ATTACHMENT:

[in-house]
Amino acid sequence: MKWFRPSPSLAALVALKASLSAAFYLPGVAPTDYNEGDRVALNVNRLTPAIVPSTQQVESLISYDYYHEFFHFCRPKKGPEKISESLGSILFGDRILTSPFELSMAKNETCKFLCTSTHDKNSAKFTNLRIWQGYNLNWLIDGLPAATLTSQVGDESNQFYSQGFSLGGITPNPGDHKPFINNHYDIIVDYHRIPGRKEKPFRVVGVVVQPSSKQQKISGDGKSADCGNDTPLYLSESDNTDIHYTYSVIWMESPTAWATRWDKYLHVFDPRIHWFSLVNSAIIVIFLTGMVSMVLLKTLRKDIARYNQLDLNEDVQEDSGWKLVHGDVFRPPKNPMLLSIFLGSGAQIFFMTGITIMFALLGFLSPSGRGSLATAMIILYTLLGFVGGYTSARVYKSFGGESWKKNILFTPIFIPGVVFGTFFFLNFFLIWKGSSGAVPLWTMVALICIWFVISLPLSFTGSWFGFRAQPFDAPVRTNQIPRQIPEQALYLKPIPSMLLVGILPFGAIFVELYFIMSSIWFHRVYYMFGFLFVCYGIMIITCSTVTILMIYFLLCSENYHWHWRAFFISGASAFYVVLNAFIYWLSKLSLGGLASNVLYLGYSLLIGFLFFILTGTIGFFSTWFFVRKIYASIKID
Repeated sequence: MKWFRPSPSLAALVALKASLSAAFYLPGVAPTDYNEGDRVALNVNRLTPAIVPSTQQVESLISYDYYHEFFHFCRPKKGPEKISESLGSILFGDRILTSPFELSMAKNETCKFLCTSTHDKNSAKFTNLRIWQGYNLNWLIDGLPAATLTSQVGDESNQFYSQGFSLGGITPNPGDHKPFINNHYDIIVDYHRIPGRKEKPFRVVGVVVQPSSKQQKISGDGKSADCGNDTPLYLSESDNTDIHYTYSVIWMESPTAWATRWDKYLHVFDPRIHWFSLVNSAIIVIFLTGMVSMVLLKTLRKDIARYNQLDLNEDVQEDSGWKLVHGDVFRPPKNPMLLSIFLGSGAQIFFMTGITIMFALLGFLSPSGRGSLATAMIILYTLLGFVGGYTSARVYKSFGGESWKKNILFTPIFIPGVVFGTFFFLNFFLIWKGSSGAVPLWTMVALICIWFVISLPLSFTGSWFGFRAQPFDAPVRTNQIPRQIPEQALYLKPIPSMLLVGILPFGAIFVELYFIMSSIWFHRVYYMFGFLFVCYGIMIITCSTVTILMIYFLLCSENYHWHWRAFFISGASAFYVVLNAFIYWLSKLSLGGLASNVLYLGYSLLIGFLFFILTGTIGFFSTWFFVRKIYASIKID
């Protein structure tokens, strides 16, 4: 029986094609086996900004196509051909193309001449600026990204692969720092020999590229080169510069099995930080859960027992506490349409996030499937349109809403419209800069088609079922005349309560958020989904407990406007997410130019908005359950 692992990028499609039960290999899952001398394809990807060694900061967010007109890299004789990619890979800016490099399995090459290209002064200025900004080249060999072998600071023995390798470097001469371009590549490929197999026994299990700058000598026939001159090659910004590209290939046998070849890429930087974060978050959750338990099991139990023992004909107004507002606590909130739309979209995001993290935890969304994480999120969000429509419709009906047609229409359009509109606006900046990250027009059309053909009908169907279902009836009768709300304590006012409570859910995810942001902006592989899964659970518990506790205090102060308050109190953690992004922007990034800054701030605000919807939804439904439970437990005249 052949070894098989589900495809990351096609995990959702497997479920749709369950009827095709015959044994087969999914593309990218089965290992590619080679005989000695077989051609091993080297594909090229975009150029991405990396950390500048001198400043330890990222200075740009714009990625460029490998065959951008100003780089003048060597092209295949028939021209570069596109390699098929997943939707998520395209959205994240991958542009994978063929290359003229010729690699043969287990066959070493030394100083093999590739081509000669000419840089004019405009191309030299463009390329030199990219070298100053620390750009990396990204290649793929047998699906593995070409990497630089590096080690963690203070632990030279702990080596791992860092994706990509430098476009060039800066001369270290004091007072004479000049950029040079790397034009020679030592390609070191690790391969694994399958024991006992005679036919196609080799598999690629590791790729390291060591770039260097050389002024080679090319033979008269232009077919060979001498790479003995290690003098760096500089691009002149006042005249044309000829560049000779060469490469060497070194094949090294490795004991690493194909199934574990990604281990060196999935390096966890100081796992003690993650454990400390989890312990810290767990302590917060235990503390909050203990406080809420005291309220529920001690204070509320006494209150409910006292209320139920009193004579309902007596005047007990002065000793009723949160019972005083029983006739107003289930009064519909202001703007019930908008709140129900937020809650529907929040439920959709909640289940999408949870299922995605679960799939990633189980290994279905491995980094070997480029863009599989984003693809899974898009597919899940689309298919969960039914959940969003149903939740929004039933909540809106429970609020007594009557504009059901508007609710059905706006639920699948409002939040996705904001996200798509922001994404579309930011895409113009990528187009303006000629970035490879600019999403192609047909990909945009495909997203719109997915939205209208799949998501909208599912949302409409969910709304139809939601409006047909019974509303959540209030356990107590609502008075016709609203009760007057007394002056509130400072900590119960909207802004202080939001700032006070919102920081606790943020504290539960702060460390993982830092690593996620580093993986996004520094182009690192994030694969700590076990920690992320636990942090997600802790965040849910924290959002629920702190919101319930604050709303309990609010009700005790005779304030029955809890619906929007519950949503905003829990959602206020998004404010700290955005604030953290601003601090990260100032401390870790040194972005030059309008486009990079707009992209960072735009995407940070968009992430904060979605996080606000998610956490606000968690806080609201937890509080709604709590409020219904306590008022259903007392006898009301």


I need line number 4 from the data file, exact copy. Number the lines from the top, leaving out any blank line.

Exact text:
């Protein structure tokens, strides 16, 4: 029986094609086996900004196509051909193309001449600026990204692969720092020999590229080169510069099995930080859960027992506490349409996030499937349109809403419209800069088609079922005349309560958020989904407990406007997410130019908005359950 692992990028499609039960290999899952001398394809990807060694900061967010007109890299004789990619890979800016490099399995090459290209002064200025900004080249060999072998600071023995390798470097001469371009590549490929197999026994299990700058000598026939001159090659910004590209290939046998070849890429930087974060978050959750338990099991139990023992004909107004507002606590909130739309979209995001993290935890969304994480999120969000429509419709009906047609229409359009509109606006900046990250027009059309053909009908169907279902009836009768709300304590006012409570859910995810942001902006592989899964659970518990506790205090102060308050109190953690992004922007990034800054701030605000919807939804439904439970437990005249 052949070894098989589900495809990351096609995990959702497997479920749709369950009827095709015959044994087969999914593309990218089965290992590619080679005989000695077989051609091993080297594909090229975009150029991405990396950390500048001198400043330890990222200075740009714009990625460029490998065959951008100003780089003048060597092209295949028939021209570069596109390699098929997943939707998520395209959205994240991958542009994978063929290359003229010729690699043969287990066959070493030394100083093999590739081509000669000419840089004019405009191309030299463009390329030199990219070298100053620390750009990396990204290649793929047998699906593995070409990497630089590096080690963690203070632990030279702990080596791992860092994706990509430098476009060039800066001369270290004091007072004479000049950029040079790397034009020679030592390609070191690790391969694994399958024991006992005679036919196609080799598999690629590791790729390291060591770039260097050389002024080679090319033979008269232009077919060979001498790479003995290690003098760096500089691009002149006042005249044309000829560049000779060469490469060497070194094949090294490795004991690493194909199934574990990604281990060196999935390096966890100081796992003690993650454990400390989890312990810290767990302590917060235990503390909050203990406080809420005291309220529920001690204070509320006494209150409910006292209320139920009193004579309902007596005047007990002065000793009723949160019972005083029983006739107003289930009064519909202001703007019930908008709140129900937020809650529907929040439920959709909640289940999408949870299922995605679960799939990633189980290994279905491995980094070997480029863009599989984003693809899974898009597919899940689309298919969960039914959940969003149903939740929004039933909540809106429970609020007594009557504009059901508007609710059905706006639920699948409002939040996705904001996200798509922001994404579309930011895409113009990528187009303006000629970035490879600019999403192609047909990909945009495909997203719109997915939205209208799949998501909208599912949302409409969910709304139809939601409006047909019974509303959540209030356990107590609502008075016709609203009760007057007394002056509130400072900590119960909207802004202080939001700032006070919102920081606790943020504290539960702060460390993982830092690593996620580093993986996004520094182009690192994030694969700590076990920690992320636990942090997600802790965040849910924290959002629920702190919101319930604050709303309990609010009700005790005779304030029955809890619906929007519950949503905003829990959602206020998004404010700290955005604030953290601003601090990260100032401390870790040194972005030059309008486009990079707009992209960072735009995407940070968009992430904060979605996080606000998610956490606000968690806080609201937890509080709604709590409020219904306590008022259903007392006898009301």